Thursday, October 23, 2014

Window on Eurasia: New Russian Film about Northern Peoples’ Rising against Soviet Power in the 1930s Wins Prize in Rome

Paul Goble


            Staunton, October 23 – Aleksey Fedorchenko, a Yekaterinburg director, was awarded the Marcus Aurelius of the Future prize by the Rome Film Festival today for his new move, “Angels of the Revolution,” which tells the story of the rising in the early 1930s  of two numerically small peoples of the North, the Khanty and Nentsy, against Soviet power.


            The director said that the movie, entirely filmed in Khanty-Mansiisk and based on actual events documented at the Institute of Finno-Ugric Studies, has “no negative heroes: they are all positive,” but it is simply the case that they found themselves in a struggle between two civilizations,” that of the traditional peoples of the North and that of Soviet power ( and


            Fedorchenko earlier attracted international attention for his 2011 film, “The Heavenly Wives of the Luga Mari,” about another Finno-Ugric people in the Middle Volga region. Like that movie, his current film attempts to move beyond ideological stereotypes and present the conflict in strictly human terms.


            Peasant resistance to Stalin’s collectivization campaign has been widely documented, but the violent response of the Northern peoples of the Russian Federation has attracted less attention, although there have been a few scholarly studied prepared in Russia and in Estonia over the last two decades.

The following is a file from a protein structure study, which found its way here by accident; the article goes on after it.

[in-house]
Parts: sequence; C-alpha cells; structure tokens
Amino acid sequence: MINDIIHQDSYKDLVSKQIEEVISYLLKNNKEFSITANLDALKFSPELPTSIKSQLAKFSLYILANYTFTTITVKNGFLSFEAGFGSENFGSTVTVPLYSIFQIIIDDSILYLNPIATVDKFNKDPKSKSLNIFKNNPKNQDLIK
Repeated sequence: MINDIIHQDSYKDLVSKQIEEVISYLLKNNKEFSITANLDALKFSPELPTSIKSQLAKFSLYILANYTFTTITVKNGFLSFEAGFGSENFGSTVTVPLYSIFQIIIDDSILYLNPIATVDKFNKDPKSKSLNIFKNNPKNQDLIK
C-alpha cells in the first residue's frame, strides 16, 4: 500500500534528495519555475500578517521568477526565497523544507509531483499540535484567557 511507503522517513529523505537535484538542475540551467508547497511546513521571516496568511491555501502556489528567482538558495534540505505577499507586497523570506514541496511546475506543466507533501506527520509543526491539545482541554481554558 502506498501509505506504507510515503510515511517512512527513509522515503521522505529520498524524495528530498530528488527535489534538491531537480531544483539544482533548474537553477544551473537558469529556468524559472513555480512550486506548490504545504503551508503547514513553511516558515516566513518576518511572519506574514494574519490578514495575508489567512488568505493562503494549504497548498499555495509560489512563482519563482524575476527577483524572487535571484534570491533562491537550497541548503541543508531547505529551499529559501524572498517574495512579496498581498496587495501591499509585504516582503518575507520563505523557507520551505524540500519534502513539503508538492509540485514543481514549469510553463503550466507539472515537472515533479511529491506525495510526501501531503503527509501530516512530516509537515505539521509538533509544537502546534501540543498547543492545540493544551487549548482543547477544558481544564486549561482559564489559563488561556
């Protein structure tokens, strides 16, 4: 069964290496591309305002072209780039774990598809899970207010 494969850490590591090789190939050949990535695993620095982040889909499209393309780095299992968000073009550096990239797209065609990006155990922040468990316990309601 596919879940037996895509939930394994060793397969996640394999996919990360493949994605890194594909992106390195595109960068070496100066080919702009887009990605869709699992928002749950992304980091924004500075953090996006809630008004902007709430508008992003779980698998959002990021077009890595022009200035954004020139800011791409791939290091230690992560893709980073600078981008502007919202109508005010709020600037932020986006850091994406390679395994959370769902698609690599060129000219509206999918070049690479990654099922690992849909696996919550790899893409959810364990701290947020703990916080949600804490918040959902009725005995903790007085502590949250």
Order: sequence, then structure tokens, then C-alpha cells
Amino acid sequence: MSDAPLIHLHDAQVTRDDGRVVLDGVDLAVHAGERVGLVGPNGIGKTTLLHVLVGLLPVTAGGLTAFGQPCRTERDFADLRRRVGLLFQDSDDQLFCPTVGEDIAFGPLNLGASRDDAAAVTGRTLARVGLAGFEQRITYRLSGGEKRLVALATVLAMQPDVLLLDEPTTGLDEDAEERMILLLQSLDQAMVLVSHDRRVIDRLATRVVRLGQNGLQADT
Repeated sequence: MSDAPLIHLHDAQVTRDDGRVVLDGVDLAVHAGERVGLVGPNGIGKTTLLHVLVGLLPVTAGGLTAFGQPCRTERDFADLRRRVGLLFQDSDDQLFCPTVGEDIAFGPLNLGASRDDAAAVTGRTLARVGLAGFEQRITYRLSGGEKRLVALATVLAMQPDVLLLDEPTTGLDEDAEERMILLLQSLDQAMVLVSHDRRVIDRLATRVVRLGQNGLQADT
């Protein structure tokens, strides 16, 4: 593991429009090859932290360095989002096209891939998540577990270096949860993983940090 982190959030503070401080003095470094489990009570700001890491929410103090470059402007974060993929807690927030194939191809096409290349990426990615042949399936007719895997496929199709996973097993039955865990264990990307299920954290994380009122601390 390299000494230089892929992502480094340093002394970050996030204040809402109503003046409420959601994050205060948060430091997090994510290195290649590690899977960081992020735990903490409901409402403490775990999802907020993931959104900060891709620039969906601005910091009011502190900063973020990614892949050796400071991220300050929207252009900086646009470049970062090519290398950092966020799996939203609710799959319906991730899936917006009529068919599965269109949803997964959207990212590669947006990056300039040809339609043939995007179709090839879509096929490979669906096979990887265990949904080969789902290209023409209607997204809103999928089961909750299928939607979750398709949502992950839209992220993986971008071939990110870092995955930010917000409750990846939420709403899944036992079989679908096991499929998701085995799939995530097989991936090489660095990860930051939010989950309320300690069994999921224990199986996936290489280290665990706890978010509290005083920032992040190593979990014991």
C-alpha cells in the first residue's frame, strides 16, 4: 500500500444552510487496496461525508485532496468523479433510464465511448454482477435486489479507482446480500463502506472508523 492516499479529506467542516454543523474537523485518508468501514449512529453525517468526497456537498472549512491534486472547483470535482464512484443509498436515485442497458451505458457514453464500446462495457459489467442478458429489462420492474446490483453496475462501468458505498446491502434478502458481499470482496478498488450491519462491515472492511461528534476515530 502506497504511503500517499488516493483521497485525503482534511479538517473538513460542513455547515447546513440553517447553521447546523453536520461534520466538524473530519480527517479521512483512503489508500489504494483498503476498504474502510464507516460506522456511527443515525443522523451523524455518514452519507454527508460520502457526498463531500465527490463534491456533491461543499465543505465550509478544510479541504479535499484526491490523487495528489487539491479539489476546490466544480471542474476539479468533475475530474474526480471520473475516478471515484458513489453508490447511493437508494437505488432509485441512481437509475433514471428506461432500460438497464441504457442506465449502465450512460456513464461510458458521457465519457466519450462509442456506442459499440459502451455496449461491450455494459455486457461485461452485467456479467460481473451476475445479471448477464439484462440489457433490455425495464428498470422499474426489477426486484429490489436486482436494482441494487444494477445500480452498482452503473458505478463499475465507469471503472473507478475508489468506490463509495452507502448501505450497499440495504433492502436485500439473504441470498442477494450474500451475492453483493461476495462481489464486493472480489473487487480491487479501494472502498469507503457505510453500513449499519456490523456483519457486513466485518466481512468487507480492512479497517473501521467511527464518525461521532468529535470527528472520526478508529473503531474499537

The revolt of the Khanty and Nentsy, which is usually called the Kazym rebelleion, began in the early 1930s when Soviet officials attempted to bring these peoples out of their traditional forest homes into urban places where they could be more easily controlled and to stamp out many of their national traditions, including their cult of the bear.


            That sparked violence in 1932-33 which was suppressed by units of the Red Army in 1933-34. These events are still part of the national memories of the peoples of that region and this film undoubtedly will attract still more attention there and elsewhere to one of the lesser known acts of genocide by the Soviet authorities.


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